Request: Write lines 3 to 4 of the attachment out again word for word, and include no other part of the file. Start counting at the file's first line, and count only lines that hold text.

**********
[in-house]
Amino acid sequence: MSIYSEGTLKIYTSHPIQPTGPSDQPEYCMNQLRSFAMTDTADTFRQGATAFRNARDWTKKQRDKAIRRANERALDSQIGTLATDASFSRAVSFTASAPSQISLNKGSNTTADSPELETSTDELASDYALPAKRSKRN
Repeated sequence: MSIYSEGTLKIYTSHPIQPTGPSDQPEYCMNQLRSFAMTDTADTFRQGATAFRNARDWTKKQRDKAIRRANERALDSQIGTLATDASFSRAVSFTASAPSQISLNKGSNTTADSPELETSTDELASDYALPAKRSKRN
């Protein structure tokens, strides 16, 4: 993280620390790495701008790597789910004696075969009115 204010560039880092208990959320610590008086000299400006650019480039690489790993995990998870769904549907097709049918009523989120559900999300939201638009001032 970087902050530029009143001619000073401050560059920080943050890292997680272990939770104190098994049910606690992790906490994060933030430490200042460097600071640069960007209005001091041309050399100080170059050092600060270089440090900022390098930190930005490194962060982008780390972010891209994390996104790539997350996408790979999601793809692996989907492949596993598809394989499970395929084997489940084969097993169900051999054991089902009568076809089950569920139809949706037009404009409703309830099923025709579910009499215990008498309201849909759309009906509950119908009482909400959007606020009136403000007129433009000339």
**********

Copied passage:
Repeated sequence: MSIYSEGTLKIYTSHPIQPTGPSDQPEYCMNQLRSFAMTDTADTFRQGATAFRNARDWTKKQRDKAIRRANERALDSQIGTLATDASFSRAVSFTASAPSQISLNKGSNTTADSPELETSTDELASDYALPAKRSKRN
């Protein structure tokens, strides 16, 4: 993280620390790495701008790597789910004696075969009115 204010560039880092208990959320610590008086000299400006650019480039690489790993995990998870769904549907097709049918009523989120559900999300939201638009001032 970087902050530029009143001619000073401050560059920080943050890292997680272990939770104190098994049910606690992790906490994060933030430490200042460097600071640069960007209005001091041309050399100080170059050092600060270089440090900022390098930190930005490194962060982008780390972010891209994390996104790539997350996408790979999601793809692996989907492949596993598809394989499970395929084997489940084969097993169900051999054991089902009568076809089950569920139809949706037009404009409703309830099923025709579910009499215990008498309201849909759309009906509950119908009482909400959007606020009136403000007129433009000339």